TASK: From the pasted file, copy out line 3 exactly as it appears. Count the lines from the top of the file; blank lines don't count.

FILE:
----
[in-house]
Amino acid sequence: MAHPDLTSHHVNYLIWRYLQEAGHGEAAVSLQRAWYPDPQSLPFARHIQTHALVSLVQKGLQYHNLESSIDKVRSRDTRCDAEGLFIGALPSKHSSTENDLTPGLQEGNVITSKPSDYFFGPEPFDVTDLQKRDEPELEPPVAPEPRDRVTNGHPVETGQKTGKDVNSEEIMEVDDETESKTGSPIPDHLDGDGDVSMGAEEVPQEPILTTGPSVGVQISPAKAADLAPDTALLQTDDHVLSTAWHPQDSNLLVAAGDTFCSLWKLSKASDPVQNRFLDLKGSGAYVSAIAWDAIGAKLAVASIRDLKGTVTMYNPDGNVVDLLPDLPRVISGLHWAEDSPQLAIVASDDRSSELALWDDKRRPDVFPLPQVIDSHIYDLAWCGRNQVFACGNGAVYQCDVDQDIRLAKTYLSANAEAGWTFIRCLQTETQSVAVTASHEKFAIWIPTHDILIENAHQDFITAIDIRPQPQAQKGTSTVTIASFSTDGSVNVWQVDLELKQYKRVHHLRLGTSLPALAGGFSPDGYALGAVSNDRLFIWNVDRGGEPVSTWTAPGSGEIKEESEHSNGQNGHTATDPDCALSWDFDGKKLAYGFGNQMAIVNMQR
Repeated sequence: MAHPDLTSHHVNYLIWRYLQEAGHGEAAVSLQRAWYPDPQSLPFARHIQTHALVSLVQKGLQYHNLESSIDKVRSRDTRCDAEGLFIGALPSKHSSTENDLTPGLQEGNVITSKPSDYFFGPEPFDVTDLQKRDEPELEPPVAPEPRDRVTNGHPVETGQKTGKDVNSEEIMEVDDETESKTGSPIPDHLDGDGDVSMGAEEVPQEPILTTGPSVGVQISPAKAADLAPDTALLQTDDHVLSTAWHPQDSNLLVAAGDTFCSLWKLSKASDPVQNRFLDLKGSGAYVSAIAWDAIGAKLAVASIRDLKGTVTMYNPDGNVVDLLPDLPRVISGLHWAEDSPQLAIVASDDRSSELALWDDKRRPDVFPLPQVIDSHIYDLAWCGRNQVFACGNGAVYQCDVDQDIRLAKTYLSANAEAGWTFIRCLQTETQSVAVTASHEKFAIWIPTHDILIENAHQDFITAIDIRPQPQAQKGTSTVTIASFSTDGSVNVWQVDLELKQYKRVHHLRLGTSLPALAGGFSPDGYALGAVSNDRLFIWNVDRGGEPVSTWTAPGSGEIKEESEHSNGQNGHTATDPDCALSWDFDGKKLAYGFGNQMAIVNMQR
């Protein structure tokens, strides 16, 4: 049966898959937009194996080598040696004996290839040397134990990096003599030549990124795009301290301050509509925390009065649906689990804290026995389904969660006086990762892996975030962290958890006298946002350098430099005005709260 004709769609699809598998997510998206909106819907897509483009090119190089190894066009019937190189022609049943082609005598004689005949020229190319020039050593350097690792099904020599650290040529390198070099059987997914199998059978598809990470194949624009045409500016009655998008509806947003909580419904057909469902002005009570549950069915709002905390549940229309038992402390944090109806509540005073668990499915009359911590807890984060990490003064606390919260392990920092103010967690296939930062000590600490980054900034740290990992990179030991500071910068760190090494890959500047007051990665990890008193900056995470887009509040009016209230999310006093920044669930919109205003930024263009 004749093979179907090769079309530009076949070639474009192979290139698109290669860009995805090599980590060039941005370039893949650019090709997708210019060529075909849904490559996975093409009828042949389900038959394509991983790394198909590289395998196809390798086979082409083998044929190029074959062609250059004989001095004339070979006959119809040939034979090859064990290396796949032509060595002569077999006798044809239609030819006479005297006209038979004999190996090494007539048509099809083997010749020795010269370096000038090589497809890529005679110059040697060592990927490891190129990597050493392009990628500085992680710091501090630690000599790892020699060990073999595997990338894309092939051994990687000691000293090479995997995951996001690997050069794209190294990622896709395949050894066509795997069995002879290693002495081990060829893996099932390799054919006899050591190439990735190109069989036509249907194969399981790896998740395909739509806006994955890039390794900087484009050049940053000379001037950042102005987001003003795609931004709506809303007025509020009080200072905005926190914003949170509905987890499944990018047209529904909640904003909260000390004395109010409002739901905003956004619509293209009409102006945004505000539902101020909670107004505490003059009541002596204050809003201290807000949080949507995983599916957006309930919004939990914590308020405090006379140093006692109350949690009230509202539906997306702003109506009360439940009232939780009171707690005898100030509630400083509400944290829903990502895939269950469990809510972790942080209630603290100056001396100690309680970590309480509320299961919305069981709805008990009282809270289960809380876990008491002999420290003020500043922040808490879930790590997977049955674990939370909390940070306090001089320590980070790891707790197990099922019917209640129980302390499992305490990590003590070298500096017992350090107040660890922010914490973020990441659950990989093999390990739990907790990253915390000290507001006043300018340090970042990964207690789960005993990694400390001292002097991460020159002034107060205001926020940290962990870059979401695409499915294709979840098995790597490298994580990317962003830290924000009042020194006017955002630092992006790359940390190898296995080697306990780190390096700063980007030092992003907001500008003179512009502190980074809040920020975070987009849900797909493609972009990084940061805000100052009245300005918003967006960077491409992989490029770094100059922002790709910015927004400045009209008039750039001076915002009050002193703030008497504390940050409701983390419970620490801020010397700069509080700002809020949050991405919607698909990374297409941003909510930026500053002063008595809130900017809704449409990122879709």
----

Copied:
Repeated sequence: MAHPDLTSHHVNYLIWRYLQEAGHGEAAVSLQRAWYPDPQSLPFARHIQTHALVSLVQKGLQYHNLESSIDKVRSRDTRCDAEGLFIGALPSKHSSTENDLTPGLQEGNVITSKPSDYFFGPEPFDVTDLQKRDEPELEPPVAPEPRDRVTNGHPVETGQKTGKDVNSEEIMEVDDETESKTGSPIPDHLDGDGDVSMGAEEVPQEPILTTGPSVGVQISPAKAADLAPDTALLQTDDHVLSTAWHPQDSNLLVAAGDTFCSLWKLSKASDPVQNRFLDLKGSGAYVSAIAWDAIGAKLAVASIRDLKGTVTMYNPDGNVVDLLPDLPRVISGLHWAEDSPQLAIVASDDRSSELALWDDKRRPDVFPLPQVIDSHIYDLAWCGRNQVFACGNGAVYQCDVDQDIRLAKTYLSANAEAGWTFIRCLQTETQSVAVTASHEKFAIWIPTHDILIENAHQDFITAIDIRPQPQAQKGTSTVTIASFSTDGSVNVWQVDLELKQYKRVHHLRLGTSLPALAGGFSPDGYALGAVSNDRLFIWNVDRGGEPVSTWTAPGSGEIKEESEHSNGQNGHTATDPDCALSWDFDGKKLAYGFGNQMAIVNMQR